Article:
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Fete promoter Thierry Reynaud speak to reporters at Maracas Beach, yesterday.

Promoters of the Karukera One Love Festival at Maracas Bay believe T&T has missed a grand opportunity to showcase our culture to the world by pulling the plug on the stage in the sea.

Thierry Reynaud and Oliver Choisi gave their views hours after the controversial stage, which was erected on the seabed to hold Friday’s event, was dismantled and its location shifted. Yesterday, construction of a new stage began west of the shoreline.

Both men said when concerns were raised that the stage posed a risk to patrons they had to act swiftly to keep the fete alive.

“So to make everybody comfortable with this year we followed the rules and advice of the authorities to remove the stage from the sea. The stage will be on the seashore so that everybody is happy and everybody is comfortable,” Reynaud said.

Choisi said most of the state agencies agreed to grant them the necessary approvals to build the stage in the seawater. He said he was given a verbal all-clear to construct the stage which the EMA and T&T Fire Services would have examined once completed to ensure stability and safety and approval given.

“When you build something like that you ask but before at the last approval you have to finish. When it is finished they give the approval. The firemen knew. We had a study and we sent everything (to them),” Choisi said.

Hours after the first level of scaffolding was erected, complaints began pouring in from the public, Choisi said, and with heavy hearts they had to back down.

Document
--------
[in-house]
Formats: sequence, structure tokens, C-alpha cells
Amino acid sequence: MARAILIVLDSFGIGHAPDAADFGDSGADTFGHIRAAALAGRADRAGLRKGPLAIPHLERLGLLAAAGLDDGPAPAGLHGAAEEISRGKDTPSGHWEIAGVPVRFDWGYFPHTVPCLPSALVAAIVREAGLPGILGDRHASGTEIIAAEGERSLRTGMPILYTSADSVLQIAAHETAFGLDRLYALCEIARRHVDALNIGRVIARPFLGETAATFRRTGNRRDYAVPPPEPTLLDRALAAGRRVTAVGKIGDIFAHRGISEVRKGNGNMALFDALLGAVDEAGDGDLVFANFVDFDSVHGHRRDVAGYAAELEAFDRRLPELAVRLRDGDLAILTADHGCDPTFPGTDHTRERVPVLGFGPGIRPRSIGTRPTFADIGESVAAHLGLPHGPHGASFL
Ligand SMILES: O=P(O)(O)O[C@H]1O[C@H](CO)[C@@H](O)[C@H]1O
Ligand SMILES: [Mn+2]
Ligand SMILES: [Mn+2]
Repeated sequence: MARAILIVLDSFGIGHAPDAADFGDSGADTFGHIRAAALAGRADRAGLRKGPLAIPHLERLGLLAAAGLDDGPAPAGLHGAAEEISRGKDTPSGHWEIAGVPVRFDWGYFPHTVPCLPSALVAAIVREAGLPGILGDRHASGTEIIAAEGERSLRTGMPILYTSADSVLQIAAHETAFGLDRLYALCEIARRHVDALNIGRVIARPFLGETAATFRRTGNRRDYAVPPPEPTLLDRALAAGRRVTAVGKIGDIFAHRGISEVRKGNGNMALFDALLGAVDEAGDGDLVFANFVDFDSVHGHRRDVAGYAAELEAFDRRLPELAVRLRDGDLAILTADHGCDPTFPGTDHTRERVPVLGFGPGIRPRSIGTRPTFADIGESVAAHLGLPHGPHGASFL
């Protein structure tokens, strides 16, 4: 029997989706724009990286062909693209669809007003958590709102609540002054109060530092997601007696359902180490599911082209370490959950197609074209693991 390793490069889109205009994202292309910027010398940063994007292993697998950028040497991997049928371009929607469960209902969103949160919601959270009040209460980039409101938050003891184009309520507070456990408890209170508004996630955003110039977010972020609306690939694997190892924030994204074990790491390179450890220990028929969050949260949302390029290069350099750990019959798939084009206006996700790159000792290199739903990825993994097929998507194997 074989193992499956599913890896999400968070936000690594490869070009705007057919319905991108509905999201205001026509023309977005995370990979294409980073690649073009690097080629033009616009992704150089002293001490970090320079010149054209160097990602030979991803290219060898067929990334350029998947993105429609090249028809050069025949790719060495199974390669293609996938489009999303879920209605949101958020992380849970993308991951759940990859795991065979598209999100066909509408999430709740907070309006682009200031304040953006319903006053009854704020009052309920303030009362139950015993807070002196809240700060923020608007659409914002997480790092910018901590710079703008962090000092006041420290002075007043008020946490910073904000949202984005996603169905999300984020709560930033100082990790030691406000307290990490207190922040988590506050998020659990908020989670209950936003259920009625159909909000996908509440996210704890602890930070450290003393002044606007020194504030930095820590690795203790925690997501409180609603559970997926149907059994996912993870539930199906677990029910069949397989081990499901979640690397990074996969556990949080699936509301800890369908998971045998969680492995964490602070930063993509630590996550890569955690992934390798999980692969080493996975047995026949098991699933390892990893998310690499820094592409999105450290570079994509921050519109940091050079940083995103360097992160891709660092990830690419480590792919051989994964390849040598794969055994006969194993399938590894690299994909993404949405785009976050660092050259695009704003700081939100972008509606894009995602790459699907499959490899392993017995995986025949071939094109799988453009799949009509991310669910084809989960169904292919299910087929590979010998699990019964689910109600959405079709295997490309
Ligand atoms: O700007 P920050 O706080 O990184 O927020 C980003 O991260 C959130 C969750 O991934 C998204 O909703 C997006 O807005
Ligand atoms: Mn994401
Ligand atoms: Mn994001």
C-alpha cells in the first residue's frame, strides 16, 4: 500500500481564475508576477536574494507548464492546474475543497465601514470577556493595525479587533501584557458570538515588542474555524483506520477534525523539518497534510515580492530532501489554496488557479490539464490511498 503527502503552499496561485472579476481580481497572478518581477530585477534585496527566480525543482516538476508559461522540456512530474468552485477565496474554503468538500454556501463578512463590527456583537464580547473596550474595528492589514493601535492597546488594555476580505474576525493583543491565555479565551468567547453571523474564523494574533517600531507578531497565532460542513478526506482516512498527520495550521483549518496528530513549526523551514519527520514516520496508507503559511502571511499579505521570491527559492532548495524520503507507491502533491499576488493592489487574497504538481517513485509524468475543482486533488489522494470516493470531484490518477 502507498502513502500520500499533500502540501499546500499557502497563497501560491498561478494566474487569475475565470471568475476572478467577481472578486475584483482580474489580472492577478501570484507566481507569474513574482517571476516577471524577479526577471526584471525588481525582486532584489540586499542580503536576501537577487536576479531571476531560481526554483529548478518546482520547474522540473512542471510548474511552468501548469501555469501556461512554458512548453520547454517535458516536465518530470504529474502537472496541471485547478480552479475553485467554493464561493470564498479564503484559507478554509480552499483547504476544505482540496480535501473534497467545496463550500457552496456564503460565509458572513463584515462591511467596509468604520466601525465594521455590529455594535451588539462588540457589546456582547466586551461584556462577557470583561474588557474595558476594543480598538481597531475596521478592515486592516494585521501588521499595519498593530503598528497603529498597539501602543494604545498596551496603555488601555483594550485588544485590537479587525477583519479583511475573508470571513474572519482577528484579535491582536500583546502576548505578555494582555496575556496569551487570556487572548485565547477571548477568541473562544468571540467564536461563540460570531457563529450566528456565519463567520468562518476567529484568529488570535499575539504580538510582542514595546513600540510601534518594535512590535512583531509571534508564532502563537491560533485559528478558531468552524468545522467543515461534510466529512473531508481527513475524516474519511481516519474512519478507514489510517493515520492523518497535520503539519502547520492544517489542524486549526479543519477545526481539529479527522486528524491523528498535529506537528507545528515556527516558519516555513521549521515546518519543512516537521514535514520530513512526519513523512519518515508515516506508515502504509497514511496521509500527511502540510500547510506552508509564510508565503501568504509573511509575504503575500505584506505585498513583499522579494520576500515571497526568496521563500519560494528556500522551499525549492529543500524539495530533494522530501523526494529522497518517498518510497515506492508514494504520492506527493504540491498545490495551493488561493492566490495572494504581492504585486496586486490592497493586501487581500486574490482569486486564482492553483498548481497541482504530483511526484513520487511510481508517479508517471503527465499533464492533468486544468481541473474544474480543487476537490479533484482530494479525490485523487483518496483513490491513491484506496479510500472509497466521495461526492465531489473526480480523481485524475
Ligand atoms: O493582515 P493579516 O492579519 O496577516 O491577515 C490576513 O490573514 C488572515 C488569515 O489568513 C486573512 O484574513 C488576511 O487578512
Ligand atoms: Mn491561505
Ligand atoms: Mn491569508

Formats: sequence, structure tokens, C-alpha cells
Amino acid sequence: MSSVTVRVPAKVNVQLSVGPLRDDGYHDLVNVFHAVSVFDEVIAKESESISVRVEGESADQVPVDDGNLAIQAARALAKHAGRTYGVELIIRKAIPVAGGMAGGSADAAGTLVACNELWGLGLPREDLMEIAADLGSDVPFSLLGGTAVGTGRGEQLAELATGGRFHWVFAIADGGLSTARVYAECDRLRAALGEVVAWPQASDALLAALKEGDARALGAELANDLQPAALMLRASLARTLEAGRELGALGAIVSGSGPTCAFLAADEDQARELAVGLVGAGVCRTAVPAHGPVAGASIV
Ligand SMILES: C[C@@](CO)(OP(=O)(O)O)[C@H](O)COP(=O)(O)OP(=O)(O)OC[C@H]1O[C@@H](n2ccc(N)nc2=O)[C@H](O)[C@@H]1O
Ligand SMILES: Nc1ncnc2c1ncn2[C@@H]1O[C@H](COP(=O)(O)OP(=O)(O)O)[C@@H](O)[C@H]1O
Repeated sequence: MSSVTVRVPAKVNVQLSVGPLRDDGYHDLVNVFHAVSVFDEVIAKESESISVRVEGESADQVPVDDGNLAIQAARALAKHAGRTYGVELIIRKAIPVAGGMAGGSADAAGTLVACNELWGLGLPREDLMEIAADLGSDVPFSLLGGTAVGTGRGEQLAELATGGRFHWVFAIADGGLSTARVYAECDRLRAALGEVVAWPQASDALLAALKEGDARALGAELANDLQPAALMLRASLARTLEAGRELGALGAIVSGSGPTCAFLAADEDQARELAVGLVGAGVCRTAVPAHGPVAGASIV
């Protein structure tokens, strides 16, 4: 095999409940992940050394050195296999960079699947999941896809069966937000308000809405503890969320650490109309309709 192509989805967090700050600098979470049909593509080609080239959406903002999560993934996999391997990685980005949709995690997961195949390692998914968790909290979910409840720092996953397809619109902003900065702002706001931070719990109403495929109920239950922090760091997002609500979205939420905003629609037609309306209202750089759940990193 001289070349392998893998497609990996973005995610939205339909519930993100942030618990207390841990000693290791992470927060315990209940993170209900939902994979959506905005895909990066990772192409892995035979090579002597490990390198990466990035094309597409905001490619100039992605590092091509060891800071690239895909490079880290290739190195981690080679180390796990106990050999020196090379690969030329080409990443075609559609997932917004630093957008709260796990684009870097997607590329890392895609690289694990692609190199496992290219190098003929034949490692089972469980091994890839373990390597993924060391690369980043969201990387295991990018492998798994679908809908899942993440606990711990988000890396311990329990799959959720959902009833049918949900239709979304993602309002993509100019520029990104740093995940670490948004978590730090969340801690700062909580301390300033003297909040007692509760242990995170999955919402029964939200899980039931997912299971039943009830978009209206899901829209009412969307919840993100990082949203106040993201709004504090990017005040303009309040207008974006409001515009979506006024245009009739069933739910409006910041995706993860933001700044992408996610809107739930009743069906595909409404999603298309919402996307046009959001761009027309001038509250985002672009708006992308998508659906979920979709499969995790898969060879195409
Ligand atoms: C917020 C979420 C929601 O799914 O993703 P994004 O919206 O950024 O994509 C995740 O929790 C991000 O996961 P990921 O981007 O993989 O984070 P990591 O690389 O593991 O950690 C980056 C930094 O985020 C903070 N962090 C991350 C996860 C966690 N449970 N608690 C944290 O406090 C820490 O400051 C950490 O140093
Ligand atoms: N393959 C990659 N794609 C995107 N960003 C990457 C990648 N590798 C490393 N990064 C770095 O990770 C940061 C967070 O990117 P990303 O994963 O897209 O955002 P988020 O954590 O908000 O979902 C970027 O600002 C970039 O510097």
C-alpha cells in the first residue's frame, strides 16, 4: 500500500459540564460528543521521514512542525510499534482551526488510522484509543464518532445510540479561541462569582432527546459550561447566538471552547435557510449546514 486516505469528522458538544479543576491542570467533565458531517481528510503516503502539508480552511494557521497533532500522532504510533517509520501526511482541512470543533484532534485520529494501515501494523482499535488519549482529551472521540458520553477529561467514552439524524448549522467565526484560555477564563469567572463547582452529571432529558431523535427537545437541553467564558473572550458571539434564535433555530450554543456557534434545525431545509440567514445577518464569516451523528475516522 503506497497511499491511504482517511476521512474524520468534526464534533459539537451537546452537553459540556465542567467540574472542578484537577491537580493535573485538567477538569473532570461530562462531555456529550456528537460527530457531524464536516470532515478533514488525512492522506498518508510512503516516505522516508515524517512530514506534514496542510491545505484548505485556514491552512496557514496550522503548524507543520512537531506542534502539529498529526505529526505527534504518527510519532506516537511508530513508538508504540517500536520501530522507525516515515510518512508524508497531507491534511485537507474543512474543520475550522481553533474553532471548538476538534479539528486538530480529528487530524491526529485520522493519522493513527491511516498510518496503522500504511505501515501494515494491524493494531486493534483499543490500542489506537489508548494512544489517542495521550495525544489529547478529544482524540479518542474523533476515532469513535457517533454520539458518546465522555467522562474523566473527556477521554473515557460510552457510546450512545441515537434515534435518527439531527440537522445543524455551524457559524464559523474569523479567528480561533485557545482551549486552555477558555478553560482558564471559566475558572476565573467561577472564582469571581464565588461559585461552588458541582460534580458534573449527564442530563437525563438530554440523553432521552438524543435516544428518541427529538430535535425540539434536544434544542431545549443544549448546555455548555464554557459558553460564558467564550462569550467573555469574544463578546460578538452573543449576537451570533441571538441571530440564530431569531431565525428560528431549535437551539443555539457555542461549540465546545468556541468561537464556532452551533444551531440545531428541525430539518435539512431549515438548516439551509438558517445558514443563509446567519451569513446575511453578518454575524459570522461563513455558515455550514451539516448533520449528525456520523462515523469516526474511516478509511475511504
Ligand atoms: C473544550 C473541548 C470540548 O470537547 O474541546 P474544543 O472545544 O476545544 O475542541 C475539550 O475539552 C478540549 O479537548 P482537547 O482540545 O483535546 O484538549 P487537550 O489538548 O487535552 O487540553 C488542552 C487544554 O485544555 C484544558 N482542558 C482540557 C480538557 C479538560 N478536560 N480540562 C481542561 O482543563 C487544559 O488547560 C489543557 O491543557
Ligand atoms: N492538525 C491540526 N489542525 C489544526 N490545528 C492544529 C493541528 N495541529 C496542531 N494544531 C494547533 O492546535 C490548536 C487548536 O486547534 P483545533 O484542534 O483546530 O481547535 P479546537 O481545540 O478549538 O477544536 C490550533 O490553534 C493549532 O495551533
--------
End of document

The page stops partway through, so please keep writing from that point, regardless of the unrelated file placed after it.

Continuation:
“If they think there is danger we have to follow the authorities . . . we have to work together and the good thing, really, is that we worked together with the authorities and found a good compromise,” Choisi said.

Micheal Pierre, who operates a food business on the beach, believes the fete would have put T&T on the world map.

“I know it was a plus for us in Trinidad and also for the Caribbean because it is something new. As a matter of fact, most people have the concept that the patrons will be going to party in the sea when it would have been only the performers.”

Reynaud expressed similar sentiments to Pierre.

“If I may add to what my colleague was saying, we wanted to put Trinidad and Tobago under the spotlight,” he said.

Both men promised not to take legal action against the state for rescinding the no objection letter acting Commissioner of State Lands (COSL) Bhanmatie Seecharan had granted. The foreign promoters said they were not disappointed by the new developments and will return next Carnival to have a bigger and better water fete once the requirements are met.

A press release yesterday from the Urban Development Corporation of T&T (Udecott) stated that “steps are being taken by the events organiser to acquire all the necessary approvals which are mandatory for the dispatch of final approval.”